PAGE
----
What makes people read....were you made to as a child, did the parents read you stories at bedtime...was it a way to improve your knowledge, school made you after they taught you to write, ...just curious...
My parents read to us every night.
We were on a remote mission in Haiti, so my mom taught my two older brothers with the advanced CA Calvert correspondence course.
I was only four, but bugged my mom to let me learn also. Unfortunately, she tried to force me to memorize words by their shapes-as was being done in the public schools, and kept yelling at me and trying to shame me when I didn't get it.
Finally one day I saw a beautiful, illustrated story about an Indian maiden in my oldest brother's reading book and decided I'd had enough.
I went to my mom with the alphabet and calmly asked her to tell the phonetic sounds of all the letters. She stared at me for a short time, perhaps considering whether or not to mock me, but suddenly decided to do what I asked. Afterward, I returned to read the book, and never stopped reading since.
My kids did the same thing..bringing the alphabet to me when they were still almost toddlers, and quietly insisting I teach them the phonetic sounds. By then, I'd purchased a Sing, Spell, Read and Write course to use when the kids were old enough for school, so I used the phonics songs, and both started reading.
My daughter learned to read before she turned three, and within a couple of months she was reading 20 page books, and soon was taking her turn, along with her brother, reading aloud from books I read the kids at night, such as the "Little House on the Prairie" series, and the kids were bringing home 200 library books every two weeks.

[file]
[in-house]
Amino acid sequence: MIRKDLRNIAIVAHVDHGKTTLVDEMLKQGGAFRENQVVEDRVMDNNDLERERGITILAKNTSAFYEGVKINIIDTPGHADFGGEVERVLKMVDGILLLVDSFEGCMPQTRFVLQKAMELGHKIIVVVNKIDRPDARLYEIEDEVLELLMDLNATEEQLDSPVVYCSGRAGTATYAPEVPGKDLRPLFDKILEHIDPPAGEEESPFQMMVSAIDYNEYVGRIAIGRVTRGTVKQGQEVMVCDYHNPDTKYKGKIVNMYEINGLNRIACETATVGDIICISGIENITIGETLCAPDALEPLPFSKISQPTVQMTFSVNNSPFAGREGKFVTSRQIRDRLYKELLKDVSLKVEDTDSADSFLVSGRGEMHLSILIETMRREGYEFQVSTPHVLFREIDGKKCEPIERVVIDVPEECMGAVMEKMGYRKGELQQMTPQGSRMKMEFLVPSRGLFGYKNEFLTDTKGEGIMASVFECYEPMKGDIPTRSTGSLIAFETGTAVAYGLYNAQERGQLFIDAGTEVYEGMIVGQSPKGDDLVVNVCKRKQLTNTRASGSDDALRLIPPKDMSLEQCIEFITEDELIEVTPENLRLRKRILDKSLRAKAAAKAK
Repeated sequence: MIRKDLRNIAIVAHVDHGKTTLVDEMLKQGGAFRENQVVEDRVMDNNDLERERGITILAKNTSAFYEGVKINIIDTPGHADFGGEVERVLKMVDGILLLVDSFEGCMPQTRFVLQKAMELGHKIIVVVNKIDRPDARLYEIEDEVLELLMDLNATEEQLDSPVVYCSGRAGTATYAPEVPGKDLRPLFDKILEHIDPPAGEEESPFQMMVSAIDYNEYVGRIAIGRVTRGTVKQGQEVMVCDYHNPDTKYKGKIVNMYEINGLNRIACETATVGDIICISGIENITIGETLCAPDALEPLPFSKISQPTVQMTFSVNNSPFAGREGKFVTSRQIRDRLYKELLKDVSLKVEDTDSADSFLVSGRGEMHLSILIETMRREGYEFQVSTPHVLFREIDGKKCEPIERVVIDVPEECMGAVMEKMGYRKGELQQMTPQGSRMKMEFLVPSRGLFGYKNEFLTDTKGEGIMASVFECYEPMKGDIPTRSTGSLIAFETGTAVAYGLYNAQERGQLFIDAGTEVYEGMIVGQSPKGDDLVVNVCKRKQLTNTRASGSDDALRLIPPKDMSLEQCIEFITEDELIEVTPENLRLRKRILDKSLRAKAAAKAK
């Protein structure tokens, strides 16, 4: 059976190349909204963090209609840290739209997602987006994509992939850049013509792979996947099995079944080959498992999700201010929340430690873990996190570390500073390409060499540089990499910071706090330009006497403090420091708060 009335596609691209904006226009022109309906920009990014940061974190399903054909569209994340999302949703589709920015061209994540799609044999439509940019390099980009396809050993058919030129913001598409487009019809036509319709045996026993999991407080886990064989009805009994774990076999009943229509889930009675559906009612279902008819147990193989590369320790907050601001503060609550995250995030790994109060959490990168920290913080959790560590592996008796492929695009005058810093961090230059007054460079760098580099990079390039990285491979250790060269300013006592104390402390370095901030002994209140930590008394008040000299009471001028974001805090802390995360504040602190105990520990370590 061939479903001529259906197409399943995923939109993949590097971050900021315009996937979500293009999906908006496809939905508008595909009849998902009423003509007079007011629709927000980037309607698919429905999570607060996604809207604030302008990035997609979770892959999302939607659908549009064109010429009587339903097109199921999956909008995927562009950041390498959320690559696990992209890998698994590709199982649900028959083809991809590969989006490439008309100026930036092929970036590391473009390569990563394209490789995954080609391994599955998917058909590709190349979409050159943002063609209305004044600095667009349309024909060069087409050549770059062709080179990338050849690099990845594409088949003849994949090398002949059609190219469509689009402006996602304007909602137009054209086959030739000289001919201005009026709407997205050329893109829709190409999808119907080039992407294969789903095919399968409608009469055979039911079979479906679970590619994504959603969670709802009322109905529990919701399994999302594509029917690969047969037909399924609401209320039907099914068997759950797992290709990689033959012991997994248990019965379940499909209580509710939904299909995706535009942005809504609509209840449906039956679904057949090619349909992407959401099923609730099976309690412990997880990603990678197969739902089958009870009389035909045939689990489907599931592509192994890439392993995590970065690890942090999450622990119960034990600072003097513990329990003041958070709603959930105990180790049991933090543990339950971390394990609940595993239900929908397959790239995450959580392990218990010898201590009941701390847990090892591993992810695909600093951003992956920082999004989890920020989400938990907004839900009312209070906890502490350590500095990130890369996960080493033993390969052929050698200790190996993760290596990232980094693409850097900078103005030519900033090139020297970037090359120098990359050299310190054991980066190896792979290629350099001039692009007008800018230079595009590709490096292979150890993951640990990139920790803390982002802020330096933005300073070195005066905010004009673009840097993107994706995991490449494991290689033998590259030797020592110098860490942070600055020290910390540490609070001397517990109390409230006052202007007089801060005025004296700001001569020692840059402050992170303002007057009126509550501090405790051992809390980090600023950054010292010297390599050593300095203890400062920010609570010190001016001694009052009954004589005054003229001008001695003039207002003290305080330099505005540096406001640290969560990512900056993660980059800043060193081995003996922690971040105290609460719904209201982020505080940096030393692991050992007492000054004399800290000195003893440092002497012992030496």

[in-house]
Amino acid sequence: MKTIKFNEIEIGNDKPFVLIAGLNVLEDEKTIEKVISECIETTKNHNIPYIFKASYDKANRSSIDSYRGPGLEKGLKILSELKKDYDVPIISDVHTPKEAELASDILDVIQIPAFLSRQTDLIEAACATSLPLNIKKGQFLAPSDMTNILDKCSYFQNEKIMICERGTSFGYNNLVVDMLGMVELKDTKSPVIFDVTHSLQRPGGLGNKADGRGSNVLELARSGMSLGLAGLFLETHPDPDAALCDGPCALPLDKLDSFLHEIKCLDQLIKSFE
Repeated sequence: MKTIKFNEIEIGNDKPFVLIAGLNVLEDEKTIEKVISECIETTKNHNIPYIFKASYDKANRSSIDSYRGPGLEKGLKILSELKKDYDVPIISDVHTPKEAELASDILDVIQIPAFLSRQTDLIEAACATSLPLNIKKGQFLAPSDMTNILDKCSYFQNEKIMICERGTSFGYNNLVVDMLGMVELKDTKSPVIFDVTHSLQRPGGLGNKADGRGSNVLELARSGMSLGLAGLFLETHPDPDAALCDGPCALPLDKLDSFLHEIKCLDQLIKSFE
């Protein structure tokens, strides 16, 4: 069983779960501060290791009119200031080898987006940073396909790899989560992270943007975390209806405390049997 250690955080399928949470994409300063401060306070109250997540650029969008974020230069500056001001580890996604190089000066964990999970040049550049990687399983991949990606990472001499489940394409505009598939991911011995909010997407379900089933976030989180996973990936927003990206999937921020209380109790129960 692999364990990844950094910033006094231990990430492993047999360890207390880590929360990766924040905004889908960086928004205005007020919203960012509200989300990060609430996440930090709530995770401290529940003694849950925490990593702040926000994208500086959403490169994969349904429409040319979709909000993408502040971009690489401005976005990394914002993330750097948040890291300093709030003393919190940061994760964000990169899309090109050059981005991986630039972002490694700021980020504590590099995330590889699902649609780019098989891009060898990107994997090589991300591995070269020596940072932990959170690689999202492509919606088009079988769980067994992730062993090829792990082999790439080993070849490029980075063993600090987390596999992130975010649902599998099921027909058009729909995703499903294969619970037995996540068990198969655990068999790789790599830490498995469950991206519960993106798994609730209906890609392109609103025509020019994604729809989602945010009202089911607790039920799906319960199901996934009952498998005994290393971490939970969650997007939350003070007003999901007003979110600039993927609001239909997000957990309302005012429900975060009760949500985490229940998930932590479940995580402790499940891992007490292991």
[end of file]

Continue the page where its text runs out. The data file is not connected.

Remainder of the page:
I have been a reader as long as I can remember; so I can't really remember why. My kids on the other hand may provide some insight. My daughter loved stories; whether I read to her or made them up. She always insisted that I read to her. Incidentally, when she was a few months old, I would read whatever I was reading aloud to her when she woke up in the middle of the night.
Later after my ex and I separated she lived with me. She was already an avid reader, but I let her read after she went to bed. I think being allowed to stay up helped encourage her reading.
My son wouldn't sit still to be read to. He made it clear that it bored him. His interest in reading didn't manifest until he was 12 or 13. He never seemed to be still long enough to read more than a short magazine article. Later though, I discovered that finding his area of interest was what it took. The first book he asked me to buy for him was the complete collection of Sherlock Holmes.
Loved reading when I was a kid. Drove to the library which was at the next town once a week and got a bag of book. Not much going on where I lived, and liked to escape into the stories. Took me away for a time. Read mostly after dark, when there weren't things to do outside.
My youngest son hated reading, and would fight back on everything I tried. He received a video game that he was having problems with and I bought him a book to help him with it. That was the thing that helped him read.